The Another

    Russia finds loopholes in Western sanctions



    Cargo trucks at the the Georgian-Russian border outside Gudauri, Georgia, Dec. 14, 2022.

    Cutting off Russia from global financial flows: How effective is this strategy that the West, reluctant to confront a hostile nuclear power through military means, has chosen in order to sanction the invasion of Ukraine? Targeted by an unprecedented salvo of sanctions designed to weaken its war effort, Moscow has adapted. In 14 months of conflict, the Kremlin has been able to take advantage of loopholes in the system to import the Western high-tech goods on which its defense industry is heavily dependent.

    Moscow has been able to circumvent the restrictions, a headache for the countries behind the sanctions led by the European Union (EU). The Russian Federation continues “to supply its military and strategic industries,” 12 member states – Belgium, the Czech Republic, Estonia, Finland, France, Germany, Italy, Latvia, Lithuania, Romania, Spain and the Netherlands – noted in a document sent to the European Commission in February. The text states that the circumvention tactics are “getting more numerous and more creative” and involve “the use of front companies and intermediaries in the circle of countries around Russia,” namely Turkey, Kazakhstan, Belarus, Armenia, Georgia, as well as the United Arab Emirates and China.

    The system is confirmed by foreign trade data. In 2022, trade flows from the EU to these states broke records, as well as exports from these same countries to Russia. “A considerable amount of sanctioned goods are exported from the European space, and therefore also from Germany, to certain third countries, and from there to Russia,” said German Economy Minister Robert Habeck on the Dutch-language channels RTL and NTV on February 23 After remaining stable for years, the number of consumer goods imported from Europe by these countries “suddenly increased sharply with the start of the war,” he added.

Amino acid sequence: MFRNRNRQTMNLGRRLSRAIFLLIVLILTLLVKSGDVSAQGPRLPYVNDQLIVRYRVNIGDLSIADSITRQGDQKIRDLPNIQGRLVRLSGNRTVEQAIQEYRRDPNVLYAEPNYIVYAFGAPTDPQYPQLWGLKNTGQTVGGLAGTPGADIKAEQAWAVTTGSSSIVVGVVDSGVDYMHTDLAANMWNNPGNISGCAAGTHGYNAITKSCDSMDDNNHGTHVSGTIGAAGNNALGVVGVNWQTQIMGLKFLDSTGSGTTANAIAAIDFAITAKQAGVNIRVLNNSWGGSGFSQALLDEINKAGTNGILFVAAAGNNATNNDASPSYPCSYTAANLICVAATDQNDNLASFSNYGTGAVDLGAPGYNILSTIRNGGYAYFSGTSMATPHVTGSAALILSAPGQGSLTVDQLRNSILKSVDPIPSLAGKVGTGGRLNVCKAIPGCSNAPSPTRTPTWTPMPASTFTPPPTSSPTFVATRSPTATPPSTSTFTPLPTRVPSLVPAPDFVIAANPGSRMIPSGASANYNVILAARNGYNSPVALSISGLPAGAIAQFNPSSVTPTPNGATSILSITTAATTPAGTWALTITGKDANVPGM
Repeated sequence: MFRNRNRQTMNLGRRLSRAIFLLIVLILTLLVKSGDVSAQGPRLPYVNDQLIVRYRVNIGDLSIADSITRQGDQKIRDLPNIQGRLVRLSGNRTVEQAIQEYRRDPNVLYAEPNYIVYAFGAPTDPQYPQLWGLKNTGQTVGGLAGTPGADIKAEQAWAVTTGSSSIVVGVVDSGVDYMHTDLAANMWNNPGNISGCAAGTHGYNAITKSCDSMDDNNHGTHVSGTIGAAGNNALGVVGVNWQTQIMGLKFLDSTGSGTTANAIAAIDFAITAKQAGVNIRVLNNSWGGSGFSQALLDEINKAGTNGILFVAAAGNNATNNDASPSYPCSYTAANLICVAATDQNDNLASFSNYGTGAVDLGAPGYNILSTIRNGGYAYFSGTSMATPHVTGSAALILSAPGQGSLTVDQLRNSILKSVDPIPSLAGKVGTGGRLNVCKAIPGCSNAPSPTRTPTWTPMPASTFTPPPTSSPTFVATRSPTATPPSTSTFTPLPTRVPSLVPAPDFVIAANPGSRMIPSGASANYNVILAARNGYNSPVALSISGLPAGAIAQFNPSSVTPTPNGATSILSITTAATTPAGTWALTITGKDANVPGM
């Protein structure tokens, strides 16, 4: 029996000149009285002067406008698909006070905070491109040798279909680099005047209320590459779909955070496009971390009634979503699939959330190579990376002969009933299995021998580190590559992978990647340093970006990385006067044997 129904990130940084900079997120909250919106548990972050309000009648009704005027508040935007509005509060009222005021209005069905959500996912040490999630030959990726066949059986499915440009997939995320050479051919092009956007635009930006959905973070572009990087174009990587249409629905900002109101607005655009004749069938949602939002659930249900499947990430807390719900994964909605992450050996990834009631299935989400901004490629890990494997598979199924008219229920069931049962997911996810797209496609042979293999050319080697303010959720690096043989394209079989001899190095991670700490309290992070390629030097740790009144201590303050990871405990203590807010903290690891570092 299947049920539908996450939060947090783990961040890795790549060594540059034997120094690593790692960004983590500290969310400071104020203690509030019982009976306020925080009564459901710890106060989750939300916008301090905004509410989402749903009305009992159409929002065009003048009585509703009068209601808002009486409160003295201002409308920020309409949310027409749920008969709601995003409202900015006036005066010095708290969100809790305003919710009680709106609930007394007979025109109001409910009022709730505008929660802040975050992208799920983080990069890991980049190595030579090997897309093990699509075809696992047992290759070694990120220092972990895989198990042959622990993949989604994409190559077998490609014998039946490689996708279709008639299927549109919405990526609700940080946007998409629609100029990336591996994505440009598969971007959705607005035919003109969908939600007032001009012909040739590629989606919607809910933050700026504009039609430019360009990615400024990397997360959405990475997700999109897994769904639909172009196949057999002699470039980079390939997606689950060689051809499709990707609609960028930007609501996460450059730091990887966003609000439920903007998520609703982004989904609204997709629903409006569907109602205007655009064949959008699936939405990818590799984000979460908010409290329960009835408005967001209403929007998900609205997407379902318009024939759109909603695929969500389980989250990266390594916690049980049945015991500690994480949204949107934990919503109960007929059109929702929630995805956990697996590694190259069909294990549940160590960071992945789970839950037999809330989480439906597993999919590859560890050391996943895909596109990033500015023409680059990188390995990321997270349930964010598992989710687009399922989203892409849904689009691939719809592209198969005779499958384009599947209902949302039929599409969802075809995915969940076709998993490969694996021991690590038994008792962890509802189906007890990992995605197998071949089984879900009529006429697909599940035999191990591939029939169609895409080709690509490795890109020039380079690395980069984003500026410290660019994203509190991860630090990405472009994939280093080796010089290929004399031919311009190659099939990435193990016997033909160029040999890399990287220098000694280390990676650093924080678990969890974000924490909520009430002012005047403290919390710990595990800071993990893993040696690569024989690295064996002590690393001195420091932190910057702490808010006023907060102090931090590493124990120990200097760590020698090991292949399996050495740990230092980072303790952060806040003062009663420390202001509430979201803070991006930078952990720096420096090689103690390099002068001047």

appliances taken apart

    “We need to find a way to process and share all the information that the member states identify – tax, customs, commercial and intelligence services – because, as we see, with each sanctions package, companies and flows reorganize themselves on the internal market, “pointed out a European diplomat. In Brussels, the Commission is helping to analyze the data. On-site, tea EU Sanctions Whistleblower Tool, has been set up, through which it is possible to anonymously denounce a specific practice by a company. To date, 75 statements have been recorded.

    The tenth package of sanctions, adopted on February 25, imposes new obligations on member states, which must now, among other things, report to the EU-27 and the Commission all Russian assets held on their soil, whether yachts, villas or bank accounts held by targeted oligarchs, amounting to €21.5 billion to date, or the assets held abroad by the Russian Central Bank, which amount to €200 billion in the EU.

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